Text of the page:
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It's here. Advanced Maternal Age.
The first time I heard the phrase, I thought of nearly elderly women having embryos implanted in their shriveling wombs. No wonder it's such a problem for women that age to have babies, I thought.
But the doctors and genetic counselors bandying the term around were not talking about women on the verge of menopause. They were talking about me.
Well, not me personally, but women my age. A month ago I turned 35. With that birthday I achieved Advanced Maternal Age.
Like so many other women in my age group, I have never been pregnant. That means that if I do conceive a child now I will be branded an "elderly primapara." ELDERLY at 35! (Primapara means a woman who is pregnant for the first time.)
Everyone says that age is just a number, but medically speaking, that's not true.
I've got a one in 400 chance of having a child with Down syndrome-caused by an extra chromosome 21. Much worse, I also have an elevated chance of conceiving a fetus with a more severe chromosome abnormality. Those embryos don't develop properly, leading to miscarriages.
A woman of 25 has a one in 1,250 chance of bearing a baby with Down syndrome and about a 9 percent chance of miscarriage. Those of us firmly in our 30s lose about 20 percent of pregnancies to miscarriage. About half of all 40-year-old women are already infertile, stand a one in 100 chance of having a baby with Down syndrome and miscarry between one-third and one-half of recognized pregnancies. (Sometimes a woman miscarries before she even knows she's pregnant.)
It's all due to old eggs.
The life cycle of eggs
I've had all the eggs I'm ever going to have since before I was born. They sit in my ovaries in a state of suspended animation. I probably had a couple of million when I was born. Now? Not so many. About 30 of those eggs die every day, according to Dr. Sherman J. Silber, a fertility expert at the Infertility Center of St. Louis at St. Luke's Hospital. That's rain or shine, whether I ovulate or menstruate or not, whether I eat right or exercise or do nothing at all.
Once a month, one of the contenders becomes the chosen one and matures into an egg with half the complete set of human chromosomes. (Sperm supply the other half when the egg is fertilized.)
Chromosomes ride on railroadlike tracks called a spindle. As women age, those tracks deteriorate, derailing the separation of the chromosomes. By the time a woman is 38, doctors can see abnormalities in the spindles of about 86 percent of the eggs, Silber said. And derailing the separation process can produce a train wreck-Down syndrome, miscarriage or stillbirth.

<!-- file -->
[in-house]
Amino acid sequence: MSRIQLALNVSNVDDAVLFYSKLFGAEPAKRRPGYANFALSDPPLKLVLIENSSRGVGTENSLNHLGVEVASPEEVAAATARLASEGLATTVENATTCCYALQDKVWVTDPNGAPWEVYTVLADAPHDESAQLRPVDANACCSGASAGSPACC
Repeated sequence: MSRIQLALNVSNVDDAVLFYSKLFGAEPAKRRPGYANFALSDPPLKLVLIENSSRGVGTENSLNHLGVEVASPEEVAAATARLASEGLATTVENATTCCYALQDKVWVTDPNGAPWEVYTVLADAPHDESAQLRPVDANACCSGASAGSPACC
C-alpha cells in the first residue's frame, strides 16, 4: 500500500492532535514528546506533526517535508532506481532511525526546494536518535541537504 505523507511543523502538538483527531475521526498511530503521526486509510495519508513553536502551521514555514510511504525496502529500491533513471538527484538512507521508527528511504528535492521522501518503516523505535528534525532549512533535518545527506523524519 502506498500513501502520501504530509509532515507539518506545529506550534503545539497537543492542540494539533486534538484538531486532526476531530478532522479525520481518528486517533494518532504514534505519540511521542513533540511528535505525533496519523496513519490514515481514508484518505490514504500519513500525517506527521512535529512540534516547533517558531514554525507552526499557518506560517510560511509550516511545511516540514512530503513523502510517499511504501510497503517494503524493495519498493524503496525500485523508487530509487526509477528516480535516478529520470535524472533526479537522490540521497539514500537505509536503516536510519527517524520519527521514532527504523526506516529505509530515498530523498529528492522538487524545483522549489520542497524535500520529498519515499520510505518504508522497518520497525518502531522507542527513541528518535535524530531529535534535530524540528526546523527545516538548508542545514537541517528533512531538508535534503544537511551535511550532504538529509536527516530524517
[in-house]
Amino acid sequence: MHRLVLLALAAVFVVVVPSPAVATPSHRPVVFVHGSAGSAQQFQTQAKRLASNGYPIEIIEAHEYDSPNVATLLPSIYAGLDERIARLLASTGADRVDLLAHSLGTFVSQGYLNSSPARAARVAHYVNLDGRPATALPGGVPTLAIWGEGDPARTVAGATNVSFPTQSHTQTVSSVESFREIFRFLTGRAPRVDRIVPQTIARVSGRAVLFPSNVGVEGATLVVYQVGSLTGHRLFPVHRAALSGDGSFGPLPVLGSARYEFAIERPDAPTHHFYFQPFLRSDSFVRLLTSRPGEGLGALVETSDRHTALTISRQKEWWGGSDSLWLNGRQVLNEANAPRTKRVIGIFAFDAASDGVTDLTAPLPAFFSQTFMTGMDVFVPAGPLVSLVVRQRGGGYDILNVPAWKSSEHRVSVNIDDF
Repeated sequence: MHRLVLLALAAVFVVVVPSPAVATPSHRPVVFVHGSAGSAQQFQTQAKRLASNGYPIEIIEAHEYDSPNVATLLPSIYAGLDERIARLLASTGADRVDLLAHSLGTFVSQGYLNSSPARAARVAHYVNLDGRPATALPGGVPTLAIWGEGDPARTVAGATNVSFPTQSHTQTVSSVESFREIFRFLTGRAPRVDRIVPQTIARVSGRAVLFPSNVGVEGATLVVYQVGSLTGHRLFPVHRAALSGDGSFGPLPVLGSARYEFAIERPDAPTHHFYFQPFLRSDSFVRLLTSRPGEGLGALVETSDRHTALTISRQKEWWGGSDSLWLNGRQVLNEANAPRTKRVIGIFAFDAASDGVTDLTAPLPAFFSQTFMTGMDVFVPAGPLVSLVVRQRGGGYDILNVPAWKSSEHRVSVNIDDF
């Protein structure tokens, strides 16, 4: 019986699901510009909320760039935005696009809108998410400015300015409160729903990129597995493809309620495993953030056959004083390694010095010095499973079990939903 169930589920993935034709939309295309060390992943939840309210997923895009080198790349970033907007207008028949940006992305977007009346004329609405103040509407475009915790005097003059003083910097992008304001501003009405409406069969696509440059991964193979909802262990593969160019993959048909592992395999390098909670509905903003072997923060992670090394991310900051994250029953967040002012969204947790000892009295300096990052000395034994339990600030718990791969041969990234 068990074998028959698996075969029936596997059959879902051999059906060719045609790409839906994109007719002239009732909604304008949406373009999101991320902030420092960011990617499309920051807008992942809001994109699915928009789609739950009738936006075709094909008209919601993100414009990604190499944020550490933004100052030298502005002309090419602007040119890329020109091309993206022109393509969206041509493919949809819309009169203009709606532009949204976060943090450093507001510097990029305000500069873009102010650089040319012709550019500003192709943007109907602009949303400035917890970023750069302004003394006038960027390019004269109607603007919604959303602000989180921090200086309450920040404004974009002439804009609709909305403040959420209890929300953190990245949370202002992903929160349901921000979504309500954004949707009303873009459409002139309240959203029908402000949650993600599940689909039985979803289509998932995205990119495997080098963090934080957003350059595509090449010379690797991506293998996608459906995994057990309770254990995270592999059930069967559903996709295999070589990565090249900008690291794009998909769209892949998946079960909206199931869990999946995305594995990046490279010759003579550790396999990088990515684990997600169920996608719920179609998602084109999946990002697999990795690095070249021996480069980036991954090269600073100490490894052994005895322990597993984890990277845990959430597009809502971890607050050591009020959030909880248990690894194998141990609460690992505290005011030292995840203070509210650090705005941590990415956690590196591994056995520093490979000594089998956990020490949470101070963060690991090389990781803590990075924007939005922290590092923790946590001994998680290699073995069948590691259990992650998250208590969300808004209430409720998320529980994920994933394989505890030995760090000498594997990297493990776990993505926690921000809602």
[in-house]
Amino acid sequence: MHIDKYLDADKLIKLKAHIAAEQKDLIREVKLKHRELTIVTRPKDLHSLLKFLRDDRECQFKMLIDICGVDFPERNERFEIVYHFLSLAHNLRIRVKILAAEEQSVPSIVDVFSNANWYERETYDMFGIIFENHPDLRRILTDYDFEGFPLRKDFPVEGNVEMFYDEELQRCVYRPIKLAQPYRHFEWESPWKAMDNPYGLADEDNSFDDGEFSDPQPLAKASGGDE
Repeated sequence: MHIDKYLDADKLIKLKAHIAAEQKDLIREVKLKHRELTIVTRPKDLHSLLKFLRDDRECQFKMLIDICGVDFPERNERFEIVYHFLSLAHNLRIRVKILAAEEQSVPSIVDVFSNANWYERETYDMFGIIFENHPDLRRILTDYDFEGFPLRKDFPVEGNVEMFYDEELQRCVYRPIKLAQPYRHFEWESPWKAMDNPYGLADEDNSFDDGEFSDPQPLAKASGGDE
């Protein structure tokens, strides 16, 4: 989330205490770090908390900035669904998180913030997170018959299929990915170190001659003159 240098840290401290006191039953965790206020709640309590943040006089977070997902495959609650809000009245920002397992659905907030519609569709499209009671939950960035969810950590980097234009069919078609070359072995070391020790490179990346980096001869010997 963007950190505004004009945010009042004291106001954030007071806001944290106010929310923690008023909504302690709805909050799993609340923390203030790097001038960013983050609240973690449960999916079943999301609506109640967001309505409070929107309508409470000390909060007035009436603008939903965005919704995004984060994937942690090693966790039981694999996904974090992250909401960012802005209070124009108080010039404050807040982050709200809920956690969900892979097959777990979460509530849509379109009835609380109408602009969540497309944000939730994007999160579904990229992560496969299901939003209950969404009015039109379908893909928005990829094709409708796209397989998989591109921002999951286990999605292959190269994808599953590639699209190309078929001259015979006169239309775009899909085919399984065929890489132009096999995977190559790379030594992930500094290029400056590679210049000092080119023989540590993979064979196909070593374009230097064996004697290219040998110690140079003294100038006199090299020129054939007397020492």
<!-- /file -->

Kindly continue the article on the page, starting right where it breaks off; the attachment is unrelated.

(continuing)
Pregnant women who are over 35 are usually offered amniocentesis to either diagnose or rule out chromosomal abnormalities. Of course, the chance that the procedure could cause miscarriage is somewhere between one in 200 and one in 400 - pretty much the same risk of having a fetus with chromosomal disorder.
And even if the egg and the resulting baby are normal, the pregnancy could present risks that 34-year-old women apparently don't face. High blood pressure. Diabetes. Arthritis. Problems with the placenta. It's scary.
PROBLEMS FOR MEN
Women aren't the only ones who have problems. Men also have more fertility problems as they age.
A 35-year old woman with a male partner of the same age has about an 18 percent chance of failing to conceive a baby in the first year of trying, according to a study of Italian couples published last year by researchers at the National Institutes of Health. If that same 35-year-old woman has a partner who is 40 or older, her chance of not getting pregnant rises to about 30 percent, said David B. Dunson, a reproductive epidemiologist who led the study.
The March of Dimes estimates that the risk of certain genetic defects is four to five times greater for fathers age 45 and above than for 20- to 25-year-olds.
For example, old dads seem to have a higher risk of producing children with a rare disorder known as progeria, a disease that causes children to age rapidly. Scientists involved in the Human Genome Project recently discovered that older men sometimes (albeit extremely rarely) make faulty sperm with a defect in a gene that encodes Lamin A. Lamin A is a protein that coats the inside of a cell's nucleus. When production of the protein goes wrong, the nucleus collapses, chromosomes are lost and the cell dies. The death of many cells leads to rapid aging.
But men make sperm like Dunkin' Donuts-fresh every day. That fresh-made quality means most men can stay fertile virtually forever. As Silber admits, "90-year-old men can have kids. Totally unfair."
Those incidents may be a little deceiving, Dunson said. His study revealed that the quality of sperm also goes down as a man ages. That drop also starts somewhere in the late 30s.
LITTLE WE CAN DO